Networking

CIO Jury: Wireless connectivity not near top of corporate IT agenda

Taking care of business still the priority, according to our panel of IT bosses...
General IT budget pressures and security issues are more important than wireless connectivity, which is seen as a "value-added" rather than "fundamental" infrastructure change by the silicon.com CIO Jury.

A recent analyst report suggested that wireless connectivity of the workforce is now the most pressing issue for IT departments in the UK but silicon.com's exclusive panel of IT chiefs voted almost unanimously against that claim, with just one supporting it.

Kevin Lloyd, CTO at Barclays, echoed the sentiments of many on the jury who recognise the potential of wireless technology but put it way down the list of current priorities.

"Our customer focus, relentless service improvement and cost measures would be well ahead. I think we will need to tackle and exploit this capability but it's not prime-time currently," he said.

While wireless networking offers greater flexibility and greater productivity for the office, mobile and home worker, Gavin Whatrup, IT director at advertising agency Delaney Lund Knox Warren & Partners, said issues with the 'wired world' are more important.

"Wireless connectivity will be value-added infrastructure change rather than a fundamental one. There will always be more pressing issues for IT departments to address. Viruses, spam, security, resilience and personnel all feature more brightly on the IT manager's radar," he said.

Graham Yellowley, director of technology at Tokyo-Mitsubishi bank in London, and Graham Benson, information services director and CIO at Screwfix both cited the bottom line and business issues as more important.

"No doubt it is important but there are many other issues that have higher priority like cost reduction and management, improving IT governance and providing business value," said Yellowley.

Others on the CIO Jury admitted to looking at various wireless networking technologies only for specific niche areas of the business.

Ian Auger, head of IT and communications at ITN, said: "It is something we are looking at but its adoption depends upon the business needs and the advantages wireless can bring. We have a couple of niche applications that will benefit from wireless but there is no advantage for us adopting it in any other areas."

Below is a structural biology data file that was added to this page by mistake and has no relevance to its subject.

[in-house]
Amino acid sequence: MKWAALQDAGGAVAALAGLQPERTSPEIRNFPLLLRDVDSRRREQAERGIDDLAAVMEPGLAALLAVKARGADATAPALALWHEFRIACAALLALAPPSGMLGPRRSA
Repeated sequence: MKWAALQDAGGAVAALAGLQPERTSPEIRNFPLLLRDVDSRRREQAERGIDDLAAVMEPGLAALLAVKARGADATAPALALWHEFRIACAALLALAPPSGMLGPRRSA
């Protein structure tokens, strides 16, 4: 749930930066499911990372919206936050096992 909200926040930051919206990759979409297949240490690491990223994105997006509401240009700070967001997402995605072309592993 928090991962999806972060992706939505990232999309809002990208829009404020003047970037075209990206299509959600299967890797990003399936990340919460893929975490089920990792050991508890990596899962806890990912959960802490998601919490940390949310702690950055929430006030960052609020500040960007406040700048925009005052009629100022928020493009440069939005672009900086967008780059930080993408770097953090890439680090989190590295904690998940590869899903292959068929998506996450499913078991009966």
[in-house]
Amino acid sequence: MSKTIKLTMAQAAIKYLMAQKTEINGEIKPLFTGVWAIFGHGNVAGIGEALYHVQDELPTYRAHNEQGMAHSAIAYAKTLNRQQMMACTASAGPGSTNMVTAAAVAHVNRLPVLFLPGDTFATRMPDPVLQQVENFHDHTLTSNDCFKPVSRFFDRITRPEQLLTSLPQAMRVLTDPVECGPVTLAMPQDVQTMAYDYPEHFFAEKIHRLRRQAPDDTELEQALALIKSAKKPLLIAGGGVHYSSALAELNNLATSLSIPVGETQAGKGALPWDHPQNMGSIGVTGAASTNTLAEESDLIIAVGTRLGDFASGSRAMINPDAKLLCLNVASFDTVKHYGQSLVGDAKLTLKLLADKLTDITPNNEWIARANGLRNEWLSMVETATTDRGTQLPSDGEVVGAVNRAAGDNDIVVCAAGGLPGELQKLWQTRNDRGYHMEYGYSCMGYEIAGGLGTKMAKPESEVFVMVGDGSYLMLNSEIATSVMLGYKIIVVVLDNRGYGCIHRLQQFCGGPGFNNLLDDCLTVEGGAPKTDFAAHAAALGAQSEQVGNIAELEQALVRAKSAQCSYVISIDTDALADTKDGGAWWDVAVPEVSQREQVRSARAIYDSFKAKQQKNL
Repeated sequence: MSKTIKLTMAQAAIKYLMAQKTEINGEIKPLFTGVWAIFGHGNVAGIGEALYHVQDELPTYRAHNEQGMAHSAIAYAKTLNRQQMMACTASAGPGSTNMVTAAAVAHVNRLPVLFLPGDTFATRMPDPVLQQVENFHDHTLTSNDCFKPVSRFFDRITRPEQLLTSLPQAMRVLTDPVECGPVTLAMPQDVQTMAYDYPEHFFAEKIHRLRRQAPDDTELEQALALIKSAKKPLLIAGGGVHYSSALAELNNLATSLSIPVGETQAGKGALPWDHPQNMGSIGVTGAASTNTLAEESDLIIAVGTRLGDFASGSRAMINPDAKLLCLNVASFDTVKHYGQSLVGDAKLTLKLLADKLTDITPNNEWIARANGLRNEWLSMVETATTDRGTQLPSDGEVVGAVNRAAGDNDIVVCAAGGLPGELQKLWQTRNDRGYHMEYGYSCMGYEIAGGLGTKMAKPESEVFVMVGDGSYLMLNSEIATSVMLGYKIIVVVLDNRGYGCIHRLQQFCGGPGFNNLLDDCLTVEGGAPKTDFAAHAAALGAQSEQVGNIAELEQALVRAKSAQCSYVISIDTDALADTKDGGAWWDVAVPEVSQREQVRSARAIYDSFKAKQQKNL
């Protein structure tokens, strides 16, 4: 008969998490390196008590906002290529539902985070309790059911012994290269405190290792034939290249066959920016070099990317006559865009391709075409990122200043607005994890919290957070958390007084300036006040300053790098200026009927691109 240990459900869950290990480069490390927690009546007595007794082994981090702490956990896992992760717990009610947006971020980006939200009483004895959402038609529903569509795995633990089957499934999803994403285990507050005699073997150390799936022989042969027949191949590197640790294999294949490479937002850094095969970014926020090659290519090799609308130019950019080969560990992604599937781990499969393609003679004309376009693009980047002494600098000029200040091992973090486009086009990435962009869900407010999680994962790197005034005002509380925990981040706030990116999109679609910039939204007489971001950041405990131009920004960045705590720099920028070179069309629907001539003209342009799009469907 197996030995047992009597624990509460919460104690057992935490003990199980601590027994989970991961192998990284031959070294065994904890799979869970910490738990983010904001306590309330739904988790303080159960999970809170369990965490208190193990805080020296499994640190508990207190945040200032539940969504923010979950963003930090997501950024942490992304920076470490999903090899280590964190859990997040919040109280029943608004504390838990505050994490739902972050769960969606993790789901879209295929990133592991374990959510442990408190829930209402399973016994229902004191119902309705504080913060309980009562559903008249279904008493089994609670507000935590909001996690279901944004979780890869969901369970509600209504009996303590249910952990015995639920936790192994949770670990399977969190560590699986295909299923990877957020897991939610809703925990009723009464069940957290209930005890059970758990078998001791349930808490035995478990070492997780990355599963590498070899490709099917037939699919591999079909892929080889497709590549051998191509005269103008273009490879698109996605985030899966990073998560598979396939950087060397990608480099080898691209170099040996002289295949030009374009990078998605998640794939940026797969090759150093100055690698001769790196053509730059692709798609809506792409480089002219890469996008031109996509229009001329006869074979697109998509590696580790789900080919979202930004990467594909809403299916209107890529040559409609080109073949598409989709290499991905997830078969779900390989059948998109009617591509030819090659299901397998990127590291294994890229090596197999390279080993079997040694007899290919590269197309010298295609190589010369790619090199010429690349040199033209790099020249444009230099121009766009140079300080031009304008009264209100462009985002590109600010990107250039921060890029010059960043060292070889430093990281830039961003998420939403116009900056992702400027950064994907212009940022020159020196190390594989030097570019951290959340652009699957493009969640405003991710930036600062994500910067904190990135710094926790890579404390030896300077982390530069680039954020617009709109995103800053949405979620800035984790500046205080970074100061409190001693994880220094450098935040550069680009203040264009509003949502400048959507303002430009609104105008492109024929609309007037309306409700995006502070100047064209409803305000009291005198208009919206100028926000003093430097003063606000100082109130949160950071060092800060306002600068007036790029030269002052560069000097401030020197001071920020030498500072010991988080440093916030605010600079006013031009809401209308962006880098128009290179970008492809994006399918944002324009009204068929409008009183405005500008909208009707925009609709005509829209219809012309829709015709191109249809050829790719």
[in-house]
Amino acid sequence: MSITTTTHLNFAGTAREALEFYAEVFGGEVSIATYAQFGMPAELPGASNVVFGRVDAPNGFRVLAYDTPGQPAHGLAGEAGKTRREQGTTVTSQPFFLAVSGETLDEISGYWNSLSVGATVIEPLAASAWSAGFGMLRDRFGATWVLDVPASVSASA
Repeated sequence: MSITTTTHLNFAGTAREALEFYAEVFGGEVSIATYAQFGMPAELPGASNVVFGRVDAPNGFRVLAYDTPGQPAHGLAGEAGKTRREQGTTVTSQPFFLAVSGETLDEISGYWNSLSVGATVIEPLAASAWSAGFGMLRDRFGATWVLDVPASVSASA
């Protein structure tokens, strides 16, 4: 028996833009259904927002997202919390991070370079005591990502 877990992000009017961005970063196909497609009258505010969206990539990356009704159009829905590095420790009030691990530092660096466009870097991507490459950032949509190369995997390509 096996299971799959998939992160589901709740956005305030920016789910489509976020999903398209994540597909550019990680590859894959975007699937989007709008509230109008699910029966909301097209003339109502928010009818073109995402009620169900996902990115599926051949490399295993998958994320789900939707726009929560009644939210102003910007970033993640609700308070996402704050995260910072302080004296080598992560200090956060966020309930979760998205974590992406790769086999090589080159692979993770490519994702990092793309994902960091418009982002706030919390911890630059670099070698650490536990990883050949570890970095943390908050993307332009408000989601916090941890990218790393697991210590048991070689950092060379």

The one wireless evangelist on the panel was Dr Stuart Brough, director of IT services at University of Strathclyde. "Wireless connectivity and mobility is one of the main cornerstones for our IT strategy along with a secure, robust and resilient infrastructure. We have turned this philosophy into our '4 As theme' - Any device can connect across Any network to Any content from Anywhere in the world," he said.

Today's CIO Jury was...
Martin Armitage, Head of Global Information Organisation, Unilever
Ian Auger, Head of IT and Communications, ITN
Graham Benson, Information Services Director and CIO, Screwfix
Dr Stuart Brough, Director of IT Services, University of Strathclyde
Ric Francis, CIO, Safeway
Derek Gannon, IT Director, The Guardian
Mark Lichtenhein, Director of IT and New Media, PGA European Tour
Kevin Lloyd, CTO, Barclays
Gavin Whatrup, IT Director, Delaney Lund Knox Warren & Partners
Paul Worthington, CTO, Kingfisher
Graham Yellowley, Director of Technology, Tokyo-Mitsubishi
David Yu, CTO, Betfair.com

If you are a CIO, IT director or equivalent at a large or small company in the private or public sector and want to be part of silicon.com's exclusive CIO Jury pool, or you know an IT chief who should be, then drop as a line at editorial@silicon.com.